We purchased our home in 2010 as a short sale – it was a deal we couldn’t pass up. Even though it was a newer home, the fact that it was a short sale meant that not everything was as nice as you’d expect a newer home to look. The floors, though hardwood, were scratched up and had water damage. The downstairs toilet leaked. The upstairs toilet leaked. Nail polish splatter littered the carpet in one of the upstairs rooms. The drywall in the garage sported a huge hole.

Since we moved, we (really I should say Bryan) have slowly started adding some small improvements.

We replaced the hardwood floor in the downstairs bathroom with tile.

We put in new floors downstairs

We put a big patio in the backyard (that’s now overtaken with toddler toys), and put up backsplash in the kitchen


The garage still has the hole.

One day, I’d love to make our currently useless front living room into an office, and replace our master bath shower and tub. We (by we I mean Bryan) did most of the work ourselves, with the exception of the patio (which, ironically, needs fixing because we did NOT find a good contractor for that one).

New or old house, renovations can be a pain, but are often really worth the expense.

*Due to the technology that is available today, many older homes are unable to provide many aspects of efficient living. From the power outlets to inefficient insulation methods, these older homes can cost a great deal of money just in living expenses such as energy costs. However, proper renovations can bring that old house into the 21st century. Not only will this improve the overall efficiency of the home, but it can also improve it’s resale value later on.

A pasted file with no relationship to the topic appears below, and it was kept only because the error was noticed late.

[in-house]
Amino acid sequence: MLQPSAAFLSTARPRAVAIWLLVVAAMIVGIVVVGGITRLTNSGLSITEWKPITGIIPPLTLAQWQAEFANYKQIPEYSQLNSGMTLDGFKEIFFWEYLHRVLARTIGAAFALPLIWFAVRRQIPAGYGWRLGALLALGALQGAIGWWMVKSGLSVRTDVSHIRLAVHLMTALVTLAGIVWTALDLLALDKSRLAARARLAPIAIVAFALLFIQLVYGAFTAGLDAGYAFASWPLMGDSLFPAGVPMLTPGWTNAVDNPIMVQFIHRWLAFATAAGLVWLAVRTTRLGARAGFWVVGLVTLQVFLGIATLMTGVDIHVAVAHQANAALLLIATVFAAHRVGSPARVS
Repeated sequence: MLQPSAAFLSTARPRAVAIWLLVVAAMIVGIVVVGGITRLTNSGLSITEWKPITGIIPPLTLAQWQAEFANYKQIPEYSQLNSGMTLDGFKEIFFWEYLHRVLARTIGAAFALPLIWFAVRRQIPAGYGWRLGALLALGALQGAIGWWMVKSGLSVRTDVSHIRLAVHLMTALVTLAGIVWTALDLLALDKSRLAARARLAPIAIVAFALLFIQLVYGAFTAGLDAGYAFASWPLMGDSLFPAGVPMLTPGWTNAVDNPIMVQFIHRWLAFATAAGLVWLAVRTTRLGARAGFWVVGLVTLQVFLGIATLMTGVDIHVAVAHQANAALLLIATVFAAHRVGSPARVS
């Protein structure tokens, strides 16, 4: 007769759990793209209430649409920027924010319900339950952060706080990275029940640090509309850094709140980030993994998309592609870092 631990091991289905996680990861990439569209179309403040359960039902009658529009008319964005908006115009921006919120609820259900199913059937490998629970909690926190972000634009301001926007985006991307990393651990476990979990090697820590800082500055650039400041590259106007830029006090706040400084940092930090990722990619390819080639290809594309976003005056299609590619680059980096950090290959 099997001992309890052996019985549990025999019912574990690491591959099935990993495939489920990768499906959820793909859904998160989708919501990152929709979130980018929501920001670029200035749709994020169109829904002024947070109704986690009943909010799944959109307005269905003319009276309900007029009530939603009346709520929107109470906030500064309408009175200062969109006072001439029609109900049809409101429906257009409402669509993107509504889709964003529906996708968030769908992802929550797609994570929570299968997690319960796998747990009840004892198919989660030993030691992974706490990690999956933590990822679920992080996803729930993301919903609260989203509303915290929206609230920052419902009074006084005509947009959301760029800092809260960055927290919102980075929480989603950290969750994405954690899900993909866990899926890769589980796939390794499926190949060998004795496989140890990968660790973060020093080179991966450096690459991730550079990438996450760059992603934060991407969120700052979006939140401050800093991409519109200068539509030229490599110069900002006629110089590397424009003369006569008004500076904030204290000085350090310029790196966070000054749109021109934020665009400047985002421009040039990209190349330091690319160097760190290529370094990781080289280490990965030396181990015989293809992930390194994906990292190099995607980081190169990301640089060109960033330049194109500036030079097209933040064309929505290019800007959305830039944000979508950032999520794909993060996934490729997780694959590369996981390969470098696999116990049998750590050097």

What Goes Into Renovating a Home?

Renovating an older home requires more than just tearing down a few walls and making some cosmetic changes. New power lines may have to be run while replacing the old breaker box with a more efficient and safer model. Insulation may have to be replaced as well. This doesn’t include repairs or replacing support beams within the walls, floors and ceilings. Energy efficient windows may need a new wall design which could also affect the outside paneling or siding.

Increasing the Home’s Curb Appeal

Remodeling and room additions can enhance an older home’s curb appeal by making it look and feel newer. People are less likely to buy a home with substandard power outlets and inefficient insulation in today’s market. The more energy conscious a home is, the more likely it is to sell. This doesn’t include how potential buyers can view the property from the outside. Give the home a proverbial face-lift with a proper renovation, and provide the aging structure with a new purpose for providing a family with energy efficiency and comfort.

What’s the first thing on your list for a home renovation/fix?

*This is a sponsored post